High ground clearance, a wide cabin and tall stance all mean that the Carens glides over bad roads with ease and comfort and an engine performance that is adequate in terms of the power of this vehicle, says Pavan Lall.
Kia is a rare example of a newbie auto company that has swiftly ramped up volumes in a short period of time and also managed to do so by studying its customers -- fathoming what they want and designing products around their requirements rather than presuming they'd want something that has worked well overseas.
To think about it, there is no shortage of overseas aspirants that landed in India with a hope to crack one of the largest car markets in Asia.
However, the results have been less than successful and most of these entrants have also beaten a retreat.
General Motors (Chevrolet), Fiat, Harley Davidson and most recently Ford are examples.
Kia is perhaps the only entrant to have accelerated as fast as it has. The company had sold 177,982 units in 2020.
Domestic sales stood at 181,583 units in 2021 as against 140,497 units in the previous year, a growth of 29 per cent in a tough market with supply constraints.
Of course, it always helps to have the support of an incumbent such as sister company Hyundai, whose mistakes they can learn from.
To that end, Kia has rolled out smartly positioned cars in the subcontinent starting with SUVs, and then migrating to large “people-mover” UVs that essentially not only tap growing segments but also make for good economic sense.
An SUV is almost always higher on profit margins than smaller sedans or hatchbacks.
If you drive the Carens after a similar sized vehicle such as the Kodiaq, the difference is palpable.
The Carens is clearly a car made by an Asian manufacturer for Indian roads. Which is to say, it's not heavy on kerb weight, something that Kia keeps mum on (it does not disclose weight for any of its cars) and second, it looks like a car that's built with today's world in mind.
The light weight basically means good fuel efficiency and Kia claims a mileage of around 16 km per litre for petrol and over 20 km for diesel.
It's good looking, with stylish design cues, yet it manages to retain an authentic DNA that had come to be expected of the Korean badge.
High ground clearance, a wide cabin and tall stance all mean that the Carens glides over bad roads with ease and comfort and an engine performance that is adequate in terms of the power of this vehicle.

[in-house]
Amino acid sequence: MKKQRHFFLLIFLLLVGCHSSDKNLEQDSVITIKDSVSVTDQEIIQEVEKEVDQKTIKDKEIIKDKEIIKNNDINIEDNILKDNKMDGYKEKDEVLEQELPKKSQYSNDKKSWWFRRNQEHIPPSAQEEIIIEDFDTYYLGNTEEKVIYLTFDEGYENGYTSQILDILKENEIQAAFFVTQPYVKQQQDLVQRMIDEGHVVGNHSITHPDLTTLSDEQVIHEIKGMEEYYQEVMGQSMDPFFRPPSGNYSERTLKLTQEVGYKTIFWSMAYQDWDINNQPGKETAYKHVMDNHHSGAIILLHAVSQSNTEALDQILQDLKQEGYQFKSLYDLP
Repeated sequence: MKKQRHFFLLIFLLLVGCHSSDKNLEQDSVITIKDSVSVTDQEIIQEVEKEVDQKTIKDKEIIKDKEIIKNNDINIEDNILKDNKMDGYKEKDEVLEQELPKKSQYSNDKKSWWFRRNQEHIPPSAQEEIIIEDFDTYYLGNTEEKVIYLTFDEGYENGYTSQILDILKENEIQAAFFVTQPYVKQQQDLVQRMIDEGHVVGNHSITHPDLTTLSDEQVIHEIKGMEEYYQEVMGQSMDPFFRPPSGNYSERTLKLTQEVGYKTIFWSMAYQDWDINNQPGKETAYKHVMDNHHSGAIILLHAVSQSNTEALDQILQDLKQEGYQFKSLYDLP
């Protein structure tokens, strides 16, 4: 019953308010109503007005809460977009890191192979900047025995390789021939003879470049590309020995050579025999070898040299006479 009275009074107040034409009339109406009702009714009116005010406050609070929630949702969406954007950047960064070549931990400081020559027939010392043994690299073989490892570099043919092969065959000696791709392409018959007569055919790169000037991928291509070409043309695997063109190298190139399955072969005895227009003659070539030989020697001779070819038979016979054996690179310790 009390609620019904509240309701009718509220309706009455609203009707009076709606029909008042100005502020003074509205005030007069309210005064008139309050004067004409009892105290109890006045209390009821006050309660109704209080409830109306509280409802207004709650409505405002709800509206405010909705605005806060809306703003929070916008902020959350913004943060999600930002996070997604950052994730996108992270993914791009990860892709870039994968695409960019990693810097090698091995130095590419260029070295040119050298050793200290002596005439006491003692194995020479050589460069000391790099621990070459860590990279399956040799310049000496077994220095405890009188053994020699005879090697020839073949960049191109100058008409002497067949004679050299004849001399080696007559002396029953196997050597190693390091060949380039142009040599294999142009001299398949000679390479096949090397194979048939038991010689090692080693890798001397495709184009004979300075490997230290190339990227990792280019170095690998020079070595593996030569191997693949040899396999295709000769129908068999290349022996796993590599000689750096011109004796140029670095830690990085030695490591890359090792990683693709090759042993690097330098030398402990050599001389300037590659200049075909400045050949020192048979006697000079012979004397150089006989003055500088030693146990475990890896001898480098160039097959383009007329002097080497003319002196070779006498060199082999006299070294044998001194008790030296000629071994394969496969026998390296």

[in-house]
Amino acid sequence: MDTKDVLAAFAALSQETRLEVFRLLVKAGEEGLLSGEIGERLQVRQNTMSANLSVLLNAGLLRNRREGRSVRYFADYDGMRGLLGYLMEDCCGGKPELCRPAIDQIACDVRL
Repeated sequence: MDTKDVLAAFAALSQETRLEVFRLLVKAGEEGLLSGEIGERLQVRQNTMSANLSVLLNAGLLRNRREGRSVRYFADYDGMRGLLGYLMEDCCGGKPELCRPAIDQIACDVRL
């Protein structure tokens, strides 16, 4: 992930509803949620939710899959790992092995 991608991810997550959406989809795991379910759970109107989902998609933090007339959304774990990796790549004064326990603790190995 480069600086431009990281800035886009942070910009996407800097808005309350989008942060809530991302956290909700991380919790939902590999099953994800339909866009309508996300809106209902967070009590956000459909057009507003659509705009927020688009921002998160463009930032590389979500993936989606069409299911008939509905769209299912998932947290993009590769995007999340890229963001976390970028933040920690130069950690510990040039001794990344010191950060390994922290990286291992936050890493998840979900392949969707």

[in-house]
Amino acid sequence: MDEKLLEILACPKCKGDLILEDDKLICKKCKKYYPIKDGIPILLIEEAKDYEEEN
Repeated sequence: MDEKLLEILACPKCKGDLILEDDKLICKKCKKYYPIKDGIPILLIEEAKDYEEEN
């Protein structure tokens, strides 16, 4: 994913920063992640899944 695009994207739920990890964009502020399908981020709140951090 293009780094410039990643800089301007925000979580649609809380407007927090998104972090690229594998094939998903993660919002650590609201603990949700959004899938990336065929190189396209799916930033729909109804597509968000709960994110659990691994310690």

Inside the cabin, quality is premium and similar to what you'd expect from any top grade car-maker such as Honda or Toyota -- smart consoles with a good finish, comfy seating and other interiors that show little or no signs of cheap material or cost-cutting.
Kia has announced a special introductory price for the vehicle starting from Rs 8.99 lakh and going up to Rs 16.99 lakh.
It's a price range that will make its peer group find the going starting to get tougher.
That's a warning for cars such as the Tata Safari, Hyundai Alcazar, Mahindra Ertiga, Toyota Innova Crista and Mahindra XUV 700, because the Kia punches much harder than others in its weight category.
After the Sonet, Seltos and the Carnival, this new launch by Kia then marks its expansion into a large seven-seater category that's playing in price segments above the Marutis and the Tatas but below the German cars that include the Volkswagens and Skodas.
As a vehicle that is likely to be used in long cross-country style drives and trips, the Carens comes equipped with a suite of safety features that includes all basics such as antilock braking systems, electronic stability control and also downhill brake control and parking sensors.
There's also a smart air purifier that supposedly protects against bacteria and viruses, and automatic air control.
And it boasts a 10-inch infotainment screen, different drive modes and, last but not the least, Bose speakers for music lovers.
Comfortable, silent, well-insulated from the world outside and designed for refined performance, the Carens could be another arrow in Kia's growing quiver of winners given its pricing and so long as it keeps its service and repair qualities on track as volumes grow.
Feature Presentation: Rajesh Alva/Rediff.com